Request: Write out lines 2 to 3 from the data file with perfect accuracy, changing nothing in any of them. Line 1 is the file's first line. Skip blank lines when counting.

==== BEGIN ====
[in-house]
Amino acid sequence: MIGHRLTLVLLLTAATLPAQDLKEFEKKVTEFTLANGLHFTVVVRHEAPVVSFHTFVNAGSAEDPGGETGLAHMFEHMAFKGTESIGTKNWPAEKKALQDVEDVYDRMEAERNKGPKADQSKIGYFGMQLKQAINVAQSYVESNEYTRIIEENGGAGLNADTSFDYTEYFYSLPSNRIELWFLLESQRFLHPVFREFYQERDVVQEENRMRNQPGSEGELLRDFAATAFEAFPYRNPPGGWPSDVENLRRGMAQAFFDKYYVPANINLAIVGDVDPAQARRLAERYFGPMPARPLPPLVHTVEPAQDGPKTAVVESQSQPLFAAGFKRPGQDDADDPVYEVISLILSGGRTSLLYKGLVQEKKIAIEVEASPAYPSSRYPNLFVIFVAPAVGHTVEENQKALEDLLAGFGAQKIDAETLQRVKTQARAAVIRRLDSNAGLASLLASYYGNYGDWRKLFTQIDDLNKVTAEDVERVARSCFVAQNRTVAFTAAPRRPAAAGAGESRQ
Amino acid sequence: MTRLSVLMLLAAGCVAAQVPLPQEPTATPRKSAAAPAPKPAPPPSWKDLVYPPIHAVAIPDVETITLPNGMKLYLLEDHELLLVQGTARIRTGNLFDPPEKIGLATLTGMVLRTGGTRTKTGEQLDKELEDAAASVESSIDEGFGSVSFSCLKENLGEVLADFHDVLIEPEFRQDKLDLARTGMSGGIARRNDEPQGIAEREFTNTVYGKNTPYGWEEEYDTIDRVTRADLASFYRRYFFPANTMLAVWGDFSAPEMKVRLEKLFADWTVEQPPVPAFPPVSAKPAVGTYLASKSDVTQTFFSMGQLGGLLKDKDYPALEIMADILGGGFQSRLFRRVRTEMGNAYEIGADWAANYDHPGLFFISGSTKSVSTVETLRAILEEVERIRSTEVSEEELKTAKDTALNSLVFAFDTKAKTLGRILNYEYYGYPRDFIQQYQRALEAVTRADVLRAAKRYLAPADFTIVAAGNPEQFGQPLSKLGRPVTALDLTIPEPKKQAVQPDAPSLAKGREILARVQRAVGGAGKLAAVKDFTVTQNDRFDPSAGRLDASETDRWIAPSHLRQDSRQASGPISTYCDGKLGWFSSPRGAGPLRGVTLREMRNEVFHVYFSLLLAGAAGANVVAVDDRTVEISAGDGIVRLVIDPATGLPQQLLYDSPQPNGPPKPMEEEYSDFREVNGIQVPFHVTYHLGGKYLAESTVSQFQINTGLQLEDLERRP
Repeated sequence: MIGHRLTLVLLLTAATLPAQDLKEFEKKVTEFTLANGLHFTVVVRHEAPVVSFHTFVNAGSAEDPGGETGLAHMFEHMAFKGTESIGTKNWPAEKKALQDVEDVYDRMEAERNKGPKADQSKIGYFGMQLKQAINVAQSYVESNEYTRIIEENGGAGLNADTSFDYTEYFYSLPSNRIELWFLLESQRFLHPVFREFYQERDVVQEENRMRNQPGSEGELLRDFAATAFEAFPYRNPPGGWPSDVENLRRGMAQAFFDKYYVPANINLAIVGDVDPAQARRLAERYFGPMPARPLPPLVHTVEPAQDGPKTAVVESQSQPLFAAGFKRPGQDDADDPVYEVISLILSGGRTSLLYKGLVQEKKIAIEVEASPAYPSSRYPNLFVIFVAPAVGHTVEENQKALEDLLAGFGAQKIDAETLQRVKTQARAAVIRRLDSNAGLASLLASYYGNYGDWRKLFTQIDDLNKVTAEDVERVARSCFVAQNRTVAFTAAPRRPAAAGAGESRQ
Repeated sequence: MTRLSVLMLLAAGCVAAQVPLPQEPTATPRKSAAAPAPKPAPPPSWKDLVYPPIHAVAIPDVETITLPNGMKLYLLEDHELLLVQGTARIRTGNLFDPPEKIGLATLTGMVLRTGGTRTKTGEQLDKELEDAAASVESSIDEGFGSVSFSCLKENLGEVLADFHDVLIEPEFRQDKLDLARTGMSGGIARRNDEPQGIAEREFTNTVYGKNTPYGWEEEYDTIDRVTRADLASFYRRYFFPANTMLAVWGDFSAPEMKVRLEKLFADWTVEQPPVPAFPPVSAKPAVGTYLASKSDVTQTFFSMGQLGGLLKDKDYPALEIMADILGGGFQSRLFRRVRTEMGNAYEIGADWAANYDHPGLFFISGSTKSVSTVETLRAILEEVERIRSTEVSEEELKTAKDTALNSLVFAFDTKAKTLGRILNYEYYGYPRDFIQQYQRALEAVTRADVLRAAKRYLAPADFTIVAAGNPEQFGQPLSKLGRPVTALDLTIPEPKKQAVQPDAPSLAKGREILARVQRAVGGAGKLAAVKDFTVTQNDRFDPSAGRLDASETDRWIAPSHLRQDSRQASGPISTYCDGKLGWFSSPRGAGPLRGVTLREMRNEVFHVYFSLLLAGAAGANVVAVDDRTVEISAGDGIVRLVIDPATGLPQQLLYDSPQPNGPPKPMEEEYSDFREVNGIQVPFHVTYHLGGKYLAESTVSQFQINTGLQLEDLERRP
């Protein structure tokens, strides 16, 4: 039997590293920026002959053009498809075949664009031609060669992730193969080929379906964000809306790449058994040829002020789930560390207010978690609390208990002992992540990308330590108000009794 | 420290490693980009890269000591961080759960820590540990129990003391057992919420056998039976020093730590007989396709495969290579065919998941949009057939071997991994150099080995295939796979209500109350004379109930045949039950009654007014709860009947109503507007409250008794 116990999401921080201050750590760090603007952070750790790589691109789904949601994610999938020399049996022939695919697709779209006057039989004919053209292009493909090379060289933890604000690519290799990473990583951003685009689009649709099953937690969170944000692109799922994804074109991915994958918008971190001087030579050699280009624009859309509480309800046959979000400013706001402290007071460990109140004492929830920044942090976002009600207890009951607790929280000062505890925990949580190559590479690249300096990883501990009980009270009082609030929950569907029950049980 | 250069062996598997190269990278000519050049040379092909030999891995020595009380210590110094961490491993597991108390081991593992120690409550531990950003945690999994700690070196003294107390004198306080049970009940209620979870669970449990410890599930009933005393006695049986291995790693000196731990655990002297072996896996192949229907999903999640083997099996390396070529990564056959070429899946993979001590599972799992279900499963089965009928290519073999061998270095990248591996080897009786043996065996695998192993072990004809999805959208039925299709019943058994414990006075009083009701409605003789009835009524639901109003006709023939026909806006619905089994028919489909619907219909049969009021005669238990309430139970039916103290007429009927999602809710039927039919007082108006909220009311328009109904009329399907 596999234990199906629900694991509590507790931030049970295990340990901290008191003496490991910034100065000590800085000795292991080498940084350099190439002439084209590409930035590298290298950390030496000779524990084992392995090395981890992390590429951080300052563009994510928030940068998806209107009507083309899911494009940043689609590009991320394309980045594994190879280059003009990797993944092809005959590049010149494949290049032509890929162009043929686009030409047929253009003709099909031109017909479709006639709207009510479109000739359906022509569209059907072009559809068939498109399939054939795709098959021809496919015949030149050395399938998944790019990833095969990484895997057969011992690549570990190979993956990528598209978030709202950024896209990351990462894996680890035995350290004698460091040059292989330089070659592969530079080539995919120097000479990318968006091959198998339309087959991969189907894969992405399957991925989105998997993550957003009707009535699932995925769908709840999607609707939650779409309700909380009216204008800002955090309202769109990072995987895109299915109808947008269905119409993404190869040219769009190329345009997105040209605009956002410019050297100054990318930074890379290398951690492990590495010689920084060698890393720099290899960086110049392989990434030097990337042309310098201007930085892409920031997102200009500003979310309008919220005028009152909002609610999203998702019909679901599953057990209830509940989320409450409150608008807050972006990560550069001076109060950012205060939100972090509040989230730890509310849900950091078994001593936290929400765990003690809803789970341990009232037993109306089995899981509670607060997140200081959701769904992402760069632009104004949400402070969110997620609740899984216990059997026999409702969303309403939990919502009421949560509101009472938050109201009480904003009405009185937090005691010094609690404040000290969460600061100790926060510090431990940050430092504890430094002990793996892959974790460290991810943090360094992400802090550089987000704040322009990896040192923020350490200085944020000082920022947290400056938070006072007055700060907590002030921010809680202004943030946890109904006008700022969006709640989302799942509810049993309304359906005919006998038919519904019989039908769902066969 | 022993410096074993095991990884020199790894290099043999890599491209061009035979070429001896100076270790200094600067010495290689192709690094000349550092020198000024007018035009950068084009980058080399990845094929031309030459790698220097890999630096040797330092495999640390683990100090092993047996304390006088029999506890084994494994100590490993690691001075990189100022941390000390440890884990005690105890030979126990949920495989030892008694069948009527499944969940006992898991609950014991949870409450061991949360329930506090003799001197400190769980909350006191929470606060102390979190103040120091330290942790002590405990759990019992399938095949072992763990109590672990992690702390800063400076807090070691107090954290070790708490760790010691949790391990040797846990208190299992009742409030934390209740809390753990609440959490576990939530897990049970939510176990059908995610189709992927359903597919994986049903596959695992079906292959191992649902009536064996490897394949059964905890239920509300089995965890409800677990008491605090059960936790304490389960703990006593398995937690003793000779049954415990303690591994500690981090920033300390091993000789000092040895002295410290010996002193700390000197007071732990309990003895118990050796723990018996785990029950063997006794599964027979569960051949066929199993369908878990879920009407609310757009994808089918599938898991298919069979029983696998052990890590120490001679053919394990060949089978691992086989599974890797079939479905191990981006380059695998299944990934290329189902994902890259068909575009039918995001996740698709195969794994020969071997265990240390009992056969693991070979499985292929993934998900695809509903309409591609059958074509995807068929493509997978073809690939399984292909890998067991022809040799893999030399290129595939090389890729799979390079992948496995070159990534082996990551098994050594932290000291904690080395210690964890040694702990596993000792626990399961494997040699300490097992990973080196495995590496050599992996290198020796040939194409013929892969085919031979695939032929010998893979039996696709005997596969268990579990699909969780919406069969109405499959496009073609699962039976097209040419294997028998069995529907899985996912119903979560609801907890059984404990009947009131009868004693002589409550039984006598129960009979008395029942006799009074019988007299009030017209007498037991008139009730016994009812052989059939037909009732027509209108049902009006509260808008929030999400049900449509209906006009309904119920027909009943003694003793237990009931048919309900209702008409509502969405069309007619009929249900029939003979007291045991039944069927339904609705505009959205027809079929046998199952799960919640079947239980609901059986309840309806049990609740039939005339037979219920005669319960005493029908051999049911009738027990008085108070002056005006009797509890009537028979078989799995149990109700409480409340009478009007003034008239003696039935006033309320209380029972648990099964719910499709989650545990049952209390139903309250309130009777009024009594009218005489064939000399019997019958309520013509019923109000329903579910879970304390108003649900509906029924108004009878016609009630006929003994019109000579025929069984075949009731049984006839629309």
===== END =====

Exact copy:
Amino acid sequence: MIGHRLTLVLLLTAATLPAQDLKEFEKKVTEFTLANGLHFTVVVRHEAPVVSFHTFVNAGSAEDPGGETGLAHMFEHMAFKGTESIGTKNWPAEKKALQDVEDVYDRMEAERNKGPKADQSKIGYFGMQLKQAINVAQSYVESNEYTRIIEENGGAGLNADTSFDYTEYFYSLPSNRIELWFLLESQRFLHPVFREFYQERDVVQEENRMRNQPGSEGELLRDFAATAFEAFPYRNPPGGWPSDVENLRRGMAQAFFDKYYVPANINLAIVGDVDPAQARRLAERYFGPMPARPLPPLVHTVEPAQDGPKTAVVESQSQPLFAAGFKRPGQDDADDPVYEVISLILSGGRTSLLYKGLVQEKKIAIEVEASPAYPSSRYPNLFVIFVAPAVGHTVEENQKALEDLLAGFGAQKIDAETLQRVKTQARAAVIRRLDSNAGLASLLASYYGNYGDWRKLFTQIDDLNKVTAEDVERVARSCFVAQNRTVAFTAAPRRPAAAGAGESRQ
Amino acid sequence: MTRLSVLMLLAAGCVAAQVPLPQEPTATPRKSAAAPAPKPAPPPSWKDLVYPPIHAVAIPDVETITLPNGMKLYLLEDHELLLVQGTARIRTGNLFDPPEKIGLATLTGMVLRTGGTRTKTGEQLDKELEDAAASVESSIDEGFGSVSFSCLKENLGEVLADFHDVLIEPEFRQDKLDLARTGMSGGIARRNDEPQGIAEREFTNTVYGKNTPYGWEEEYDTIDRVTRADLASFYRRYFFPANTMLAVWGDFSAPEMKVRLEKLFADWTVEQPPVPAFPPVSAKPAVGTYLASKSDVTQTFFSMGQLGGLLKDKDYPALEIMADILGGGFQSRLFRRVRTEMGNAYEIGADWAANYDHPGLFFISGSTKSVSTVETLRAILEEVERIRSTEVSEEELKTAKDTALNSLVFAFDTKAKTLGRILNYEYYGYPRDFIQQYQRALEAVTRADVLRAAKRYLAPADFTIVAAGNPEQFGQPLSKLGRPVTALDLTIPEPKKQAVQPDAPSLAKGREILARVQRAVGGAGKLAAVKDFTVTQNDRFDPSAGRLDASETDRWIAPSHLRQDSRQASGPISTYCDGKLGWFSSPRGAGPLRGVTLREMRNEVFHVYFSLLLAGAAGANVVAVDDRTVEISAGDGIVRLVIDPATGLPQQLLYDSPQPNGPPKPMEEEYSDFREVNGIQVPFHVTYHLGGKYLAESTVSQFQINTGLQLEDLERRP